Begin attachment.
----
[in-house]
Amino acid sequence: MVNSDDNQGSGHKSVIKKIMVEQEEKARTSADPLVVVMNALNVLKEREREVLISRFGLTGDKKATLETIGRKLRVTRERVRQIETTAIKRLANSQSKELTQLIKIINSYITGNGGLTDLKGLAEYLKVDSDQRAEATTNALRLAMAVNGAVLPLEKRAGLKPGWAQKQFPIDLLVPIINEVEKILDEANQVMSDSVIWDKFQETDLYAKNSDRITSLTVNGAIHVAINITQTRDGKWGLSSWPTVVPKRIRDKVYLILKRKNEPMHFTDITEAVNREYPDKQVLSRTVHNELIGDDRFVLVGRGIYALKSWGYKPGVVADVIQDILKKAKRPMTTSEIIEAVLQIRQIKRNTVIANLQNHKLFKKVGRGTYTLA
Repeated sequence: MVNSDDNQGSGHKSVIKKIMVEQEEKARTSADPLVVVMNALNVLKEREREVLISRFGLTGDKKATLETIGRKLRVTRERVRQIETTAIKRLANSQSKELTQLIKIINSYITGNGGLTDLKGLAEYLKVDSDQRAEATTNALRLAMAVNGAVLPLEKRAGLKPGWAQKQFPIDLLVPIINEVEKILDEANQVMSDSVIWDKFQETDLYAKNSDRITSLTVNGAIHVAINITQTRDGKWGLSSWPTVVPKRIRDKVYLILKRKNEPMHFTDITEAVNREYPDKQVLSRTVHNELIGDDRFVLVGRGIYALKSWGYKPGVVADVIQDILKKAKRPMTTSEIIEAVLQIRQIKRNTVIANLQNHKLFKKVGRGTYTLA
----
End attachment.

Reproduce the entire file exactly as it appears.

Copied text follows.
[in-house]
Amino acid sequence: MVNSDDNQGSGHKSVIKKIMVEQEEKARTSADPLVVVMNALNVLKEREREVLISRFGLTGDKKATLETIGRKLRVTRERVRQIETTAIKRLANSQSKELTQLIKIINSYITGNGGLTDLKGLAEYLKVDSDQRAEATTNALRLAMAVNGAVLPLEKRAGLKPGWAQKQFPIDLLVPIINEVEKILDEANQVMSDSVIWDKFQETDLYAKNSDRITSLTVNGAIHVAINITQTRDGKWGLSSWPTVVPKRIRDKVYLILKRKNEPMHFTDITEAVNREYPDKQVLSRTVHNELIGDDRFVLVGRGIYALKSWGYKPGVVADVIQDILKKAKRPMTTSEIIEAVLQIRQIKRNTVIANLQNHKLFKKVGRGTYTLA
Repeated sequence: MVNSDDNQGSGHKSVIKKIMVEQEEKARTSADPLVVVMNALNVLKEREREVLISRFGLTGDKKATLETIGRKLRVTRERVRQIETTAIKRLANSQSKELTQLIKIINSYITGNGGLTDLKGLAEYLKVDSDQRAEATTNALRLAMAVNGAVLPLEKRAGLKPGWAQKQFPIDLLVPIINEVEKILDEANQVMSDSVIWDKFQETDLYAKNSDRITSLTVNGAIHVAINITQTRDGKWGLSSWPTVVPKRIRDKVYLILKRKNEPMHFTDITEAVNREYPDKQVLSRTVHNELIGDDRFVLVGRGIYALKSWGYKPGVVADVIQDILKKAKRPMTTSEIIEAVLQIRQIKRNTVIANLQNHKLFKKVGRGTYTLA